In 1912 Underhill1 published his discovery of a severe form of renal degeneration or "nephritis" in rabbits and dogs produced by the subcutaneous administration of sodium tartrate. This publication was followed by three papers regarding experimental tartrate nephritis by F. P. Underhill, H. Gideon Wells and Samuel Gold-schmidt.2 Their observations are to the following effect:
Nephritis with impairment of renal secretory activity and extremely severe degeneration or necrosis of the convoluted tubules may be caused by the subcutaneous administration of less than 0.5 gm. of sodium tartrate to phloridzinized fasting rabbits weighing from 2,000 to 2,500 gm. The lesions seem to involve only the tubular epithelium, the glomerules being practically unaffected.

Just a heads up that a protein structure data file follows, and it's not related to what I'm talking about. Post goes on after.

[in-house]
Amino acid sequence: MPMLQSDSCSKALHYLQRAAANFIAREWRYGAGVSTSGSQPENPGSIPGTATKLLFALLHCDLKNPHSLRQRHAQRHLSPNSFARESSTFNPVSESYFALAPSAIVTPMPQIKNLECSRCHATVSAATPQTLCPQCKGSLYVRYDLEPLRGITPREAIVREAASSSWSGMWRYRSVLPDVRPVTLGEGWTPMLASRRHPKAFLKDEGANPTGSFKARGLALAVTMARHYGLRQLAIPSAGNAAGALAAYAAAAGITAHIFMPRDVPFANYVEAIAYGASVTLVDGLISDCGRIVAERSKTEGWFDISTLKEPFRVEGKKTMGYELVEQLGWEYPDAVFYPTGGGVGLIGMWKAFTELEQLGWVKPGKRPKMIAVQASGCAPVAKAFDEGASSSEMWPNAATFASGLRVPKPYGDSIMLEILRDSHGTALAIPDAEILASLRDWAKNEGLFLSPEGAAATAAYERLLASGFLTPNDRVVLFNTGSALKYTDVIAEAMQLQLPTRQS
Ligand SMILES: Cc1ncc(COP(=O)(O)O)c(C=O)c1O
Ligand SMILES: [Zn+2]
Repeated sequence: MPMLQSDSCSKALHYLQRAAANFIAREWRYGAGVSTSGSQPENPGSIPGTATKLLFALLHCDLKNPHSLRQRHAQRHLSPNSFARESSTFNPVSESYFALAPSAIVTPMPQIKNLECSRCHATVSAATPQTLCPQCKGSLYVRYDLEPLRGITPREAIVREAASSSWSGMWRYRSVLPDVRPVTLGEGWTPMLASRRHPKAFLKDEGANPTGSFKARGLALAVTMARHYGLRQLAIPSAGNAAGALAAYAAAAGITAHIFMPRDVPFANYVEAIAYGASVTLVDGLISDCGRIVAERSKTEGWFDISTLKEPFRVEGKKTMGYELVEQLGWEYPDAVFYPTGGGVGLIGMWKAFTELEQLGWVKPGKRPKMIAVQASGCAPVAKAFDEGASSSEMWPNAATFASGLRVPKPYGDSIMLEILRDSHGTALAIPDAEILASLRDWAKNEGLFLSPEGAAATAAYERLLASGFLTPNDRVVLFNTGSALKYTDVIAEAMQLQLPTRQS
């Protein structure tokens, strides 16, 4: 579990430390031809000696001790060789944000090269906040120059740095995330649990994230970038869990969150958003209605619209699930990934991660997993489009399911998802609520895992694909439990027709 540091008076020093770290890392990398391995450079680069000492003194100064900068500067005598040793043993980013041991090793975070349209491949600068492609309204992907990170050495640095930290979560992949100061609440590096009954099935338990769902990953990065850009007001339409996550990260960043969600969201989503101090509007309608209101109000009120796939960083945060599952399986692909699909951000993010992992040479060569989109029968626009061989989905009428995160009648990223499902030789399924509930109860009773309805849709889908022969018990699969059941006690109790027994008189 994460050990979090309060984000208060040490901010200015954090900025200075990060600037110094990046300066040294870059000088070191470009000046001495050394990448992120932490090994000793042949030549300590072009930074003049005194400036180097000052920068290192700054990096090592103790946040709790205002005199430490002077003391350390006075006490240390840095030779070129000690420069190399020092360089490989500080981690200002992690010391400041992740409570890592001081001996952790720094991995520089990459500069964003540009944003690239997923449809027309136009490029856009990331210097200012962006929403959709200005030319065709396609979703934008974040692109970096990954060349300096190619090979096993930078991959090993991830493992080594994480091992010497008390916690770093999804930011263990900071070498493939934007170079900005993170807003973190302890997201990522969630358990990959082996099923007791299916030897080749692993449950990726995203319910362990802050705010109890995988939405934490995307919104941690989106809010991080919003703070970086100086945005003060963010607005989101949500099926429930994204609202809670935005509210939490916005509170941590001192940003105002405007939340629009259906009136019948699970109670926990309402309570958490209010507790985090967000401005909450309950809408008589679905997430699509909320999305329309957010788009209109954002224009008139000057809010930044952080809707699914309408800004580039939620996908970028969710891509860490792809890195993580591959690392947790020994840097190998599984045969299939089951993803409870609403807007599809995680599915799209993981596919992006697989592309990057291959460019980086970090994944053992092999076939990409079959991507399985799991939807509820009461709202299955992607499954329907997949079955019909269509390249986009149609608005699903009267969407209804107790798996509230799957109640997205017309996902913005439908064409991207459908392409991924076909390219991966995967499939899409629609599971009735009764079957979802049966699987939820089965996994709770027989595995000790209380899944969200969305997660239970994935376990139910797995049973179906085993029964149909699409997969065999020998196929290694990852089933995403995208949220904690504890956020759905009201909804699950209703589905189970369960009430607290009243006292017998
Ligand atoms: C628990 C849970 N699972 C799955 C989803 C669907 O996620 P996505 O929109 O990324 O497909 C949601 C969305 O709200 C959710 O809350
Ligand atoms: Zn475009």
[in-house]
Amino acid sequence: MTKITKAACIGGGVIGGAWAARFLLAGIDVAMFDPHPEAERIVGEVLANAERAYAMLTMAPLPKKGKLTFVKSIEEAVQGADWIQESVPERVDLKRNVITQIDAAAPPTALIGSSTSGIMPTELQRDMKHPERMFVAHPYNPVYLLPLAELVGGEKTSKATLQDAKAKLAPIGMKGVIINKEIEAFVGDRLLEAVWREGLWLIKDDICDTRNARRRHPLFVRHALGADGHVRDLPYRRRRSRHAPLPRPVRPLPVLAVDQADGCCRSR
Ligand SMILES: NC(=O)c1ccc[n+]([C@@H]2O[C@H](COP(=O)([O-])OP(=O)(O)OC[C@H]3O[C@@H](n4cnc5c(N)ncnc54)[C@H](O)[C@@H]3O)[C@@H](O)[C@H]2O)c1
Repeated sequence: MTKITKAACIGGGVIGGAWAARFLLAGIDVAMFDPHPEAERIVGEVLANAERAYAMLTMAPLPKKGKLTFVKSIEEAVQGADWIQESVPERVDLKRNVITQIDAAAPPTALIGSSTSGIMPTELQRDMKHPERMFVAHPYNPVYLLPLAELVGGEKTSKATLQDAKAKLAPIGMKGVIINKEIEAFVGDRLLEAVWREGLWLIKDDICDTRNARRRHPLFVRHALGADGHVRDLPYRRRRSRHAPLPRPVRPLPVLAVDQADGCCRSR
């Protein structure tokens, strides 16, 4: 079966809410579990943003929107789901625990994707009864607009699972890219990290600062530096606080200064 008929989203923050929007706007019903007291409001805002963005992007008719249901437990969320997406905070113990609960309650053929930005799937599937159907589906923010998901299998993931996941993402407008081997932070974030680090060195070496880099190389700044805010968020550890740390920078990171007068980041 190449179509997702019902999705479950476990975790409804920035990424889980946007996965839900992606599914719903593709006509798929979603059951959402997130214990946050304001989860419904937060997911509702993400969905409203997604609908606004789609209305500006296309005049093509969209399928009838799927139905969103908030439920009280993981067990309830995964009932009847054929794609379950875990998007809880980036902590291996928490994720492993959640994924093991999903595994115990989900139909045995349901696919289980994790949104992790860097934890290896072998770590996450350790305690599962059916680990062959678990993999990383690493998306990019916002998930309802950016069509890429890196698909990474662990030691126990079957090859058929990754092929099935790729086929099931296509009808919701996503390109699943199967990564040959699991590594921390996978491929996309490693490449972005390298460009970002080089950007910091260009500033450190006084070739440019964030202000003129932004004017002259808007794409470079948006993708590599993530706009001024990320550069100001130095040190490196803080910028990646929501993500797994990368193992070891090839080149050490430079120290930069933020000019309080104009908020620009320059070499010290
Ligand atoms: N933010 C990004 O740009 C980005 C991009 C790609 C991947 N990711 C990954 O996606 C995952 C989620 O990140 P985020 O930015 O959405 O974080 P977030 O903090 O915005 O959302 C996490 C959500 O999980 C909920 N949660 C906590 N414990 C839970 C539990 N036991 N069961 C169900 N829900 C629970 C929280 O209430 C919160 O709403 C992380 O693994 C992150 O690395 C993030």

In similar manner nephritis may be caused by tartrate in somewhat larger doses when administered to fasting animals without phloridzin.
Rochelle salt administered by mouth to fasting animals causes nephritis: 8 gm. given to a 1,660-gm. rabbit